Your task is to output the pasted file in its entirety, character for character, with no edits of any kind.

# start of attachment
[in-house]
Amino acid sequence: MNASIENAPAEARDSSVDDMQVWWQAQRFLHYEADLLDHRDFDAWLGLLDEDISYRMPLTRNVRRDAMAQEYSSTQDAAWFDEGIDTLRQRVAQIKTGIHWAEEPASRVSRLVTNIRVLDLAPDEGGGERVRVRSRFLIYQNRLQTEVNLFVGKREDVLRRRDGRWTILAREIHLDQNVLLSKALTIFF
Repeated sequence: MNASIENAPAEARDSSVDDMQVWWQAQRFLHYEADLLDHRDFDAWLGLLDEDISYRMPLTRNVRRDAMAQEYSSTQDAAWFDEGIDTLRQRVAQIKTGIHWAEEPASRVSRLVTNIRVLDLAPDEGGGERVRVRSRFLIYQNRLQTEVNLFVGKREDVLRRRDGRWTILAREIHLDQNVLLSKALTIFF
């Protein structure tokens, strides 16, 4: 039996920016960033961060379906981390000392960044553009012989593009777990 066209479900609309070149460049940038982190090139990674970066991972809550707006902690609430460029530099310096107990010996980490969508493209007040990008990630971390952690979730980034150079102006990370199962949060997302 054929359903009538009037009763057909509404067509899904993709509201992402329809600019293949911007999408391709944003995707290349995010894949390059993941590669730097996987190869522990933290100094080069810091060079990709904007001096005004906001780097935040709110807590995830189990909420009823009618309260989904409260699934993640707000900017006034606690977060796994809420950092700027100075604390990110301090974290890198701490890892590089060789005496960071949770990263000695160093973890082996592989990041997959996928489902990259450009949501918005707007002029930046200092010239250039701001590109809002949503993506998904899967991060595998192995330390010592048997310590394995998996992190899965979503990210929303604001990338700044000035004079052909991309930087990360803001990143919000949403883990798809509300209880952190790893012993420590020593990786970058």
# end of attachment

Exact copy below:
[in-house]
Amino acid sequence: MNASIENAPAEARDSSVDDMQVWWQAQRFLHYEADLLDHRDFDAWLGLLDEDISYRMPLTRNVRRDAMAQEYSSTQDAAWFDEGIDTLRQRVAQIKTGIHWAEEPASRVSRLVTNIRVLDLAPDEGGGERVRVRSRFLIYQNRLQTEVNLFVGKREDVLRRRDGRWTILAREIHLDQNVLLSKALTIFF
Repeated sequence: MNASIENAPAEARDSSVDDMQVWWQAQRFLHYEADLLDHRDFDAWLGLLDEDISYRMPLTRNVRRDAMAQEYSSTQDAAWFDEGIDTLRQRVAQIKTGIHWAEEPASRVSRLVTNIRVLDLAPDEGGGERVRVRSRFLIYQNRLQTEVNLFVGKREDVLRRRDGRWTILAREIHLDQNVLLSKALTIFF
């Protein structure tokens, strides 16, 4: 039996920016960033961060379906981390000392960044553009012989593009777990 066209479900609309070149460049940038982190090139990674970066991972809550707006902690609430460029530099310096107990010996980490969508493209007040990008990630971390952690979730980034150079102006990370199962949060997302 054929359903009538009037009763057909509404067509899904993709509201992402329809600019293949911007999408391709944003995707290349995010894949390059993941590669730097996987190869522990933290100094080069810091060079990709904007001096005004906001780097935040709110807590995830189990909420009823009618309260989904409260699934993640707000900017006034606690977060796994809420950092700027100075604390990110301090974290890198701490890892590089060789005496960071949770990263000695160093973890082996592989990041997959996928489902990259450009949501918005707007002029930046200092010239250039701001590109809002949503993506998904899967991060595998192995330390010592048997310590394995998996992190899965979503990210929303604001990338700044000035004079052909991309930087990360803001990143919000949403883990798809509300209880952190790893012993420590020593990786970058």